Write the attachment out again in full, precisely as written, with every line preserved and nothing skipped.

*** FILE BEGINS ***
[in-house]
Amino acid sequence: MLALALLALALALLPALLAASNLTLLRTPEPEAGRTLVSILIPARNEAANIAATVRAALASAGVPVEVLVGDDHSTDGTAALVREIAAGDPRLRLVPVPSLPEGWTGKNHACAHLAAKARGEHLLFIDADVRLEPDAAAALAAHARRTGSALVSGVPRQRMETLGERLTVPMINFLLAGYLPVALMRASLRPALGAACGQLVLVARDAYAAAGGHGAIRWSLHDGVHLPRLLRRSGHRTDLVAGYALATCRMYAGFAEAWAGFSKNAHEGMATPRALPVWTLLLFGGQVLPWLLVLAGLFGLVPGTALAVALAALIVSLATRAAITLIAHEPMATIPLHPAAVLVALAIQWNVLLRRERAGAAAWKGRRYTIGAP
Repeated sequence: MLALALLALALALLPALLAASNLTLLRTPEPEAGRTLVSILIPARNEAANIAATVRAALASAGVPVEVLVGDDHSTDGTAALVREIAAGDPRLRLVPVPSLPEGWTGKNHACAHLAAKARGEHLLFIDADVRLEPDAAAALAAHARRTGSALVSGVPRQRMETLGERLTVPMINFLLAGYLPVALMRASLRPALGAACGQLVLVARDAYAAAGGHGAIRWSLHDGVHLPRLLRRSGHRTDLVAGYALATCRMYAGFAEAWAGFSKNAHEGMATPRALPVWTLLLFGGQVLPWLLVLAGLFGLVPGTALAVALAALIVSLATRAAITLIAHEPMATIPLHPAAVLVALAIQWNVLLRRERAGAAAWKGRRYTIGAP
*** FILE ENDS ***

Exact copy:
[in-house]
Amino acid sequence: MLALALLALALALLPALLAASNLTLLRTPEPEAGRTLVSILIPARNEAANIAATVRAALASAGVPVEVLVGDDHSTDGTAALVREIAAGDPRLRLVPVPSLPEGWTGKNHACAHLAAKARGEHLLFIDADVRLEPDAAAALAAHARRTGSALVSGVPRQRMETLGERLTVPMINFLLAGYLPVALMRASLRPALGAACGQLVLVARDAYAAAGGHGAIRWSLHDGVHLPRLLRRSGHRTDLVAGYALATCRMYAGFAEAWAGFSKNAHEGMATPRALPVWTLLLFGGQVLPWLLVLAGLFGLVPGTALAVALAALIVSLATRAAITLIAHEPMATIPLHPAAVLVALAIQWNVLLRRERAGAAAWKGRRYTIGAP
Repeated sequence: MLALALLALALALLPALLAASNLTLLRTPEPEAGRTLVSILIPARNEAANIAATVRAALASAGVPVEVLVGDDHSTDGTAALVREIAAGDPRLRLVPVPSLPEGWTGKNHACAHLAAKARGEHLLFIDADVRLEPDAAAALAAHARRTGSALVSGVPRQRMETLGERLTVPMINFLLAGYLPVALMRASLRPALGAACGQLVLVARDAYAAAGGHGAIRWSLHDGVHLPRLLRRSGHRTDLVAGYALATCRMYAGFAEAWAGFSKNAHEGMATPRALPVWTLLLFGGQVLPWLLVLAGLFGLVPGTALAVALAALIVSLATRAAITLIAHEPMATIPLHPAAVLVALAIQWNVLLRRERAGAAAWKGRRYTIGAP